Wednesday, October 12, 2016

Adventures in making fused dichroic glass jewelry: my first glass demo!

It's been about 10 months since I began making glass pieces and this art has become my favorite out of all of the jewelry making techniques I practice. I got to share my knowledge -- limited as it is at this point -- with the seniors at the Homestead, a local residence near me.

In my last post, I wrote about how I'm going to be teaching a glass class early next year at Maple Grove Cemetery's cultural center. I want to get a few demos in before doing this, so I asked the Homestead's rec director if I could teach glass fusing at my monthly jewelry making class. She agreed and the seniors seemed to be excited with the idea.

Still, I was nervous. A few of the seniors have minor dementia and glass fusing involves well, glass, and fire. I didn't want anyone to get hurt. To prepare, I pre-cut all of the glass and filed the ends of each piece to blunt them. I also explained to the rec director that I needed to be the only one who operated the kiln.

I decided to have my students make mosaic pendants, which involved fusing colorful bits onto a black base. It's a fairly simple glass project, but the results are beautiful. They're also fun to make!

Before handing out the glass pieces, I explained what dichroic glass is and showed them the kiln and kiln paper. One of the ladies is 91, sharp as a tack, and has a wonderful sarcastic sense of humor. "That looks like something you'd heat Chinese dumplings in!" she said of the kiln. And when I showed her the kiln paper, "Well, now we know what we can use if we run out of toilet paper."

The rec director and I helped them arrange and glue the pieces and we then took a little field trip to the microwave, where I showed them how the glass is fired. This microwave was bigger than mine, so the piece fired in about two minutes -- and the women were impressed. They all "oohed" and "aahed" as I lifted the kiln's lid and presented the glowing, molten pendant. After, that same lady told me, "You know, at my age, I thought I've seen everything, but this is new to me. You can always learn something."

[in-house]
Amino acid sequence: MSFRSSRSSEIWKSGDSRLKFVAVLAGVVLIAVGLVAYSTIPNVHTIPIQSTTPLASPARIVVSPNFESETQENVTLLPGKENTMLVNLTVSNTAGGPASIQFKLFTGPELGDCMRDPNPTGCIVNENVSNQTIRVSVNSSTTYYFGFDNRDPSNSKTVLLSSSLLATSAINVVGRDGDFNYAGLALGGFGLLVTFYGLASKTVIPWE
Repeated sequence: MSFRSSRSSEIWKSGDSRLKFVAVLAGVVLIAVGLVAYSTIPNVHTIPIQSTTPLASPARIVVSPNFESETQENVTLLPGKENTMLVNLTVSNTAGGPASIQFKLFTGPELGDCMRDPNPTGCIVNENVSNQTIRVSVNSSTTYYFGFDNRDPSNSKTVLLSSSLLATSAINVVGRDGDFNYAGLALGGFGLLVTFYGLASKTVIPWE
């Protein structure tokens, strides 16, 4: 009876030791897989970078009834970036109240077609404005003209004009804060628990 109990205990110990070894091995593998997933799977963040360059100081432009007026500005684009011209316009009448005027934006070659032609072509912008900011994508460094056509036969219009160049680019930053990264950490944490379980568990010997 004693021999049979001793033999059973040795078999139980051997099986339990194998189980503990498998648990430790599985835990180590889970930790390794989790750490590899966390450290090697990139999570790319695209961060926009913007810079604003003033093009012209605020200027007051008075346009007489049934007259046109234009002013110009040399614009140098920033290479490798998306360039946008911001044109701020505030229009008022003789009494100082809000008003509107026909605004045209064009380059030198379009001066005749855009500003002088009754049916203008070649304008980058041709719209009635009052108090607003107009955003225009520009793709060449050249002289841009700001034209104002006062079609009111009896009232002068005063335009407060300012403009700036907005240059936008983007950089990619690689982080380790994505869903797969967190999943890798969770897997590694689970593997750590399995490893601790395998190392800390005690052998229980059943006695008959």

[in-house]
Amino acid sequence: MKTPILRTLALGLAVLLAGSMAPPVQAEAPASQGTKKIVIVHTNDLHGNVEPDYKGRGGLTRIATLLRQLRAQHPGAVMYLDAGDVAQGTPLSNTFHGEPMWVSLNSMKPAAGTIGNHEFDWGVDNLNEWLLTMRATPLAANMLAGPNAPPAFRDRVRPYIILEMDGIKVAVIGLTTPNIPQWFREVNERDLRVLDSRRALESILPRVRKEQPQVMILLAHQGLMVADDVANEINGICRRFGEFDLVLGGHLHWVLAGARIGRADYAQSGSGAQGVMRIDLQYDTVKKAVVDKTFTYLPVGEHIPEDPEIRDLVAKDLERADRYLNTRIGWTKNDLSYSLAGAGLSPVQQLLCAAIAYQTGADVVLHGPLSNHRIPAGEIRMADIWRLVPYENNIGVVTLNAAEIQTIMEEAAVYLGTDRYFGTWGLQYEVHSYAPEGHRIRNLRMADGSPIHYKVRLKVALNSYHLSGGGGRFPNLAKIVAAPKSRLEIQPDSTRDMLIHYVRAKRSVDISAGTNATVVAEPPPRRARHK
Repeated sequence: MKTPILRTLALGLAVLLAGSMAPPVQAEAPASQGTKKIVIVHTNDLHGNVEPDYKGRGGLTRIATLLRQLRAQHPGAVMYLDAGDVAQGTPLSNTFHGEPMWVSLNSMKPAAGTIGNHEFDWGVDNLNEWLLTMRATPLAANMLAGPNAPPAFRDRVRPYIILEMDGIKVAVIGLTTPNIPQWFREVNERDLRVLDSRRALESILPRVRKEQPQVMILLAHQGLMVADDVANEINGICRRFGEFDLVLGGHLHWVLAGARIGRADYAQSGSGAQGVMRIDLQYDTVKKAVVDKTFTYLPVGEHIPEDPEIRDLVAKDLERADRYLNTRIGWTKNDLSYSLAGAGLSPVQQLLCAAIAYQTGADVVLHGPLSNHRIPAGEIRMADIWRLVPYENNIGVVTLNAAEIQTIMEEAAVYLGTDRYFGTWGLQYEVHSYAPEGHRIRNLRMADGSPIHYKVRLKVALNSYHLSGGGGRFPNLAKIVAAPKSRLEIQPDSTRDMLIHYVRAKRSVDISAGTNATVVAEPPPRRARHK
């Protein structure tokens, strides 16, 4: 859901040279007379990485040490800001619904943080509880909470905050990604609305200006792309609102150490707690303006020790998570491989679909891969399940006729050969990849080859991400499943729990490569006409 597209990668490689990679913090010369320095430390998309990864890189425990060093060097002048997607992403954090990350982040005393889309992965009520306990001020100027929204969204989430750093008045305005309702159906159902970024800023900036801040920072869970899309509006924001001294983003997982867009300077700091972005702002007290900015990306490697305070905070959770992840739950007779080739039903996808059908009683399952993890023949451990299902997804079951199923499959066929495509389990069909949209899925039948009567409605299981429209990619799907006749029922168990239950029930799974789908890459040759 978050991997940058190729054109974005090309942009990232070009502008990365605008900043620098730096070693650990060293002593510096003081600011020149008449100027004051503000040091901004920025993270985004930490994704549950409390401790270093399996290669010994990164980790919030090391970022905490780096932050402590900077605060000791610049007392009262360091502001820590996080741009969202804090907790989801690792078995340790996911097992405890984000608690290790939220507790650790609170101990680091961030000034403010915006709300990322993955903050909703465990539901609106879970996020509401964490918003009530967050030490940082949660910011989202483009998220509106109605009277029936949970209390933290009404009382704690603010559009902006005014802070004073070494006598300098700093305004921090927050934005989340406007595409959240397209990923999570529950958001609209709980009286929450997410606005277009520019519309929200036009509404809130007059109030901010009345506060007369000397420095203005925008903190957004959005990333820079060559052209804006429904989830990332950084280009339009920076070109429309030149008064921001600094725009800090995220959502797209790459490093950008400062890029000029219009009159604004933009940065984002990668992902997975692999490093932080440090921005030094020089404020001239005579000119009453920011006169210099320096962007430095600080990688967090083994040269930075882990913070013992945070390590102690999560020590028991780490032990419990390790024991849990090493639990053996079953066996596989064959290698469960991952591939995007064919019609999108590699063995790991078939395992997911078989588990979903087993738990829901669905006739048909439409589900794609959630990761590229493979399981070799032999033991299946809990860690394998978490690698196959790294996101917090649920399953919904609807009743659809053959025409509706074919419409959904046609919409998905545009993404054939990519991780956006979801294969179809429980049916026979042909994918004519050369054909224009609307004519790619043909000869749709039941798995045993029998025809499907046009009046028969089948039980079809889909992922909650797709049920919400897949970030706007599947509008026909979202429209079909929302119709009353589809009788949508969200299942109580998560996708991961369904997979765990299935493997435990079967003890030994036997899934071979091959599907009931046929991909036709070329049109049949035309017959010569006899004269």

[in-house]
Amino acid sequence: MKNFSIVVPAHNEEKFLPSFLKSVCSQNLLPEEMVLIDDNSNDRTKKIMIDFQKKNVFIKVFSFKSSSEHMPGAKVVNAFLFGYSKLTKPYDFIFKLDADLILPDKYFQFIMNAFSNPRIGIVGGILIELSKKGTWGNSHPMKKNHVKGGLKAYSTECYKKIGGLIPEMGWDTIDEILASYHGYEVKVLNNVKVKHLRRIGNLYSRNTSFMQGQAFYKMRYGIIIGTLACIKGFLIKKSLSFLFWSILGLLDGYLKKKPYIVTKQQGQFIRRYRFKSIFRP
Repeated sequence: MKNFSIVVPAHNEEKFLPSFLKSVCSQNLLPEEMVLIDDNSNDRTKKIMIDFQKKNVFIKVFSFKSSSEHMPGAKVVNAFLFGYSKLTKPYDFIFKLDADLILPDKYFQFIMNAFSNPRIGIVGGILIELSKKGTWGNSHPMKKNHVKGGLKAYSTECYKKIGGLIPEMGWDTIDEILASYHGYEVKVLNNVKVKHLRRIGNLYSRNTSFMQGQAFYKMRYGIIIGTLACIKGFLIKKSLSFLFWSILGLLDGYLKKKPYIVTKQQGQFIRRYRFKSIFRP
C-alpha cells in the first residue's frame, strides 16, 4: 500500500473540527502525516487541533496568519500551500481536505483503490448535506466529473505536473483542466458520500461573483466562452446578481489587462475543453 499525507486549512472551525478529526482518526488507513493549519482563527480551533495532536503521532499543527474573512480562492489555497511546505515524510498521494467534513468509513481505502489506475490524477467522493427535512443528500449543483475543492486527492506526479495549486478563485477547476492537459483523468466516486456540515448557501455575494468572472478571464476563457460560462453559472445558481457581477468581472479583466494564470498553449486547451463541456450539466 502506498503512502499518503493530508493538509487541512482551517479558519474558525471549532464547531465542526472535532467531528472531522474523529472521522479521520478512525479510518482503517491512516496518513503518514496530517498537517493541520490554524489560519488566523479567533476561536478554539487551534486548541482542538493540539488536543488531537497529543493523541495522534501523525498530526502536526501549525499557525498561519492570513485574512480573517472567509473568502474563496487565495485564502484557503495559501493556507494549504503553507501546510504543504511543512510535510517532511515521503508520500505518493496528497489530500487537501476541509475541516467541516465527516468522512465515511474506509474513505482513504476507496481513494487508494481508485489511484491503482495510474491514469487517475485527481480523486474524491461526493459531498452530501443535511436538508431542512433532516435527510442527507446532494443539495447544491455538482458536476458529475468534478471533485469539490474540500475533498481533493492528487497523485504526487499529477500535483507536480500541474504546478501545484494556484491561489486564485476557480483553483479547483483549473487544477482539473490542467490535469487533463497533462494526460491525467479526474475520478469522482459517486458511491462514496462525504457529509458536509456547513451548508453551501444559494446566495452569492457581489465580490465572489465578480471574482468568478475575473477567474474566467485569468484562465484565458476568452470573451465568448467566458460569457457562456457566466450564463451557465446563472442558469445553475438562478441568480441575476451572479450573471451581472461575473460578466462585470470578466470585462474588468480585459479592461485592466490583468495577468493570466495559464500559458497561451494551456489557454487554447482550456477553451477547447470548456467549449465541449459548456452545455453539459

We finished up the lesson with everyone putting their glued pendants into labeled envelopes, so I could finish firing them at home. But the women wanted more! They've asked if I could do another lesson showing how I actually cut and shape the glass. They also loved the idea of working with pre-cut shapes, like hearts and stars.

I'm so happy and relieved that my class was a success! I really love working with these women and am pleased that they enjoyed glass fusion as much as I do. Now that I did this class, I feel more confident taking my lesson to other venues. I look forward to introducing more people to this art form.

Check out the rest of my handmade wire wrapped jewelry, enamel jewellery and glass jewelry at Naomi's Designs, MayaGirl Creations and Glass By Naomi.

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